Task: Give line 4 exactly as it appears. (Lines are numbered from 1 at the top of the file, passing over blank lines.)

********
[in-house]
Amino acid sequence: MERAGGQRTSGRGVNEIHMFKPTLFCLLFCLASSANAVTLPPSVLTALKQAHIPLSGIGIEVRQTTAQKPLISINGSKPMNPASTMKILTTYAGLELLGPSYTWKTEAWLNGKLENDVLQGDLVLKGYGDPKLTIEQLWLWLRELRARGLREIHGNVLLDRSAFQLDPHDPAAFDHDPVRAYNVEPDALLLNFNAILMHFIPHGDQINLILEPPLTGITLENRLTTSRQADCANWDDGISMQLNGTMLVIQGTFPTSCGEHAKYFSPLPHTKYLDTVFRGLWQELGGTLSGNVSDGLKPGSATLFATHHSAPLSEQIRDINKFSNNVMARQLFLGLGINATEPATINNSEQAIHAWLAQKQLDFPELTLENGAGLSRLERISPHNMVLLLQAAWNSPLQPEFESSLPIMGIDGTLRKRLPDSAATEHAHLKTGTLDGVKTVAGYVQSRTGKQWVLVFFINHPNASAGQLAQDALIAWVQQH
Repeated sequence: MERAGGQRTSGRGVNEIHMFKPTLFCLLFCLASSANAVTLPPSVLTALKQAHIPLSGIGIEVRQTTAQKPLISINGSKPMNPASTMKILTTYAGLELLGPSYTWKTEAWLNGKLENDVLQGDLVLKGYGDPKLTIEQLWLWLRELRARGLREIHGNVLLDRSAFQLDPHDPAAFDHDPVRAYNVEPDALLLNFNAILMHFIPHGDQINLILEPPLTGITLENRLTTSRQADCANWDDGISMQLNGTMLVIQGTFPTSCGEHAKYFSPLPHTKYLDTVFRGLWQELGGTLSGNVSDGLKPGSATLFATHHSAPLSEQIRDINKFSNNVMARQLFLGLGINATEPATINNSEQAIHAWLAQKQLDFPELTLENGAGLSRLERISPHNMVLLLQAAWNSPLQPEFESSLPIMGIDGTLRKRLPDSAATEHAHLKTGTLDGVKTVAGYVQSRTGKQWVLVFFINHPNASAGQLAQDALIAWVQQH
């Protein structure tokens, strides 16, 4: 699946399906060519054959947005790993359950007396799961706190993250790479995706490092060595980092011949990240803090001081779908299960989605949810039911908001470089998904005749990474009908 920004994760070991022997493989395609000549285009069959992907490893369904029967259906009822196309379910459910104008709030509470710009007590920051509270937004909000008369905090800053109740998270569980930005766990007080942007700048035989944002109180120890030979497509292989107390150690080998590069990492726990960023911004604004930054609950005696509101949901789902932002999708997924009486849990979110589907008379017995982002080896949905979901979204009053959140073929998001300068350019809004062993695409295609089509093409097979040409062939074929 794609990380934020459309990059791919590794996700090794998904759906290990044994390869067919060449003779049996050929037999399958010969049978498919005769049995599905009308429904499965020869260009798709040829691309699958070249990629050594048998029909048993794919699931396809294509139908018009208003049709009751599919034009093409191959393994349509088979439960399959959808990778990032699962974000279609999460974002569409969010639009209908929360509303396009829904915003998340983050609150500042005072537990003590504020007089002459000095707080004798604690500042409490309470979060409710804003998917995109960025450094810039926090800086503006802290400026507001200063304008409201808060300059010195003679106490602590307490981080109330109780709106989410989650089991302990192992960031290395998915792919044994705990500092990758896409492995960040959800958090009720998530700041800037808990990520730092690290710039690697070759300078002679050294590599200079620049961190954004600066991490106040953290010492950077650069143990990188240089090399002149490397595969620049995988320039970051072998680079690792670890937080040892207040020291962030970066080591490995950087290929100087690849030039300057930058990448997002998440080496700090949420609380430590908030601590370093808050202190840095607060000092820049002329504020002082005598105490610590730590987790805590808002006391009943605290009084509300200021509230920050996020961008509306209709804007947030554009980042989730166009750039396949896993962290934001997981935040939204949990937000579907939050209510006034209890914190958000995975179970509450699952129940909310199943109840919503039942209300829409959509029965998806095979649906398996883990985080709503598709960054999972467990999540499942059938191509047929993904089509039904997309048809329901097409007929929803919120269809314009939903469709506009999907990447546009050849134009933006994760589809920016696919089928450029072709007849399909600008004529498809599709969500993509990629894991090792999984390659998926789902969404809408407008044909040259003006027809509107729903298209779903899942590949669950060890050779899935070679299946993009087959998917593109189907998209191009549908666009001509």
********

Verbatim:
């Protein structure tokens, strides 16, 4: 699946399906060519054959947005790993359950007396799961706190993250790479995706490092060595980092011949990240803090001081779908299960989605949810039911908001470089998904005749990474009908 920004994760070991022997493989395609000549285009069959992907490893369904029967259906009822196309379910459910104008709030509470710009007590920051509270937004909000008369905090800053109740998270569980930005766990007080942007700048035989944002109180120890030979497509292989107390150690080998590069990492726990960023911004604004930054609950005696509101949901789902932002999708997924009486849990979110589907008379017995982002080896949905979901979204009053959140073929998001300068350019809004062993695409295609089509093409097979040409062939074929 794609990380934020459309990059791919590794996700090794998904759906290990044994390869067919060449003779049996050929037999399958010969049978498919005769049995599905009308429904499965020869260009798709040829691309699958070249990629050594048998029909048993794919699931396809294509139908018009208003049709009751599919034009093409191959393994349509088979439960399959959808990778990032699962974000279609999460974002569409969010639009209908929360509303396009829904915003998340983050609150500042005072537990003590504020007089002459000095707080004798604690500042409490309470979060409710804003998917995109960025450094810039926090800086503006802290400026507001200063304008409201808060300059010195003679106490602590307490981080109330109780709106989410989650089991302990192992960031290395998915792919044994705990500092990758896409492995960040959800958090009720998530700041800037808990990520730092690290710039690697070759300078002679050294590599200079620049961190954004600066991490106040953290010492950077650069143990990188240089090399002149490397595969620049995988320039970051072998680079690792670890937080040892207040020291962030970066080591490995950087290929100087690849030039300057930058990448997002998440080496700090949420609380430590908030601590370093808050202190840095607060000092820049002329504020002082005598105490610590730590987790805590808002006391009943605290009084509300200021509230920050996020961008509306209709804007947030554009980042989730166009750039396949896993962290934001997981935040939204949990937000579907939050209510006034209890914190958000995975179970509450699952129940909310199943109840919503039942209300829409959509029965998806095979649906398996883990985080709503598709960054999972467990999540499942059938191509047929993904089509039904997309048809329901097409007929929803919120269809314009939903469709506009999907990447546009050849134009933006994760589809920016696919089928450029072709007849399909600008004529498809599709969500993509990629894991090792999984390659998926789902969404809408407008044909040259003006027809509107729903298209779903899942590949669950060890050779899935070679299946993009087959998917593109189907998209191009549908666009001509």